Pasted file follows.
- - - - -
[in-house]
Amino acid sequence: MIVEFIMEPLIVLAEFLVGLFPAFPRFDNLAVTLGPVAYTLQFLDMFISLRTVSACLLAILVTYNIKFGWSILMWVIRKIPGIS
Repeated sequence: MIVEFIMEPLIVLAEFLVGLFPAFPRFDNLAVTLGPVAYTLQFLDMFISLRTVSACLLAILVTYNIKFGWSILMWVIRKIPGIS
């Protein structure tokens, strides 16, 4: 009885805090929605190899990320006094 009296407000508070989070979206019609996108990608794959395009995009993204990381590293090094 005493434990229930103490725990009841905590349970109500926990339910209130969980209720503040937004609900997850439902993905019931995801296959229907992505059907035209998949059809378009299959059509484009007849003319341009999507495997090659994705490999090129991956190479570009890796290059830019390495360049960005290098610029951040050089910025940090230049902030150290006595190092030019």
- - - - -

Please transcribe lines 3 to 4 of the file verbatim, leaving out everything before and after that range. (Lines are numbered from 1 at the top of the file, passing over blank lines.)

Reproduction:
Repeated sequence: MIVEFIMEPLIVLAEFLVGLFPAFPRFDNLAVTLGPVAYTLQFLDMFISLRTVSACLLAILVTYNIKFGWSILMWVIRKIPGIS
């Protein structure tokens, strides 16, 4: 009885805090929605190899990320006094 009296407000508070989070979206019609996108990608794959395009995009993204990381590293090094 005493434990229930103490725990009841905590349970109500926990339910209130969980209720503040937004609900997850439902993905019931995801296959229907992505059907035209998949059809378009299959059509484009007849003319341009999507495997090659994705490999090129991956190479570009890796290059830019390495360049960005290098610029951040050089910025940090230049902030150290006595190092030019």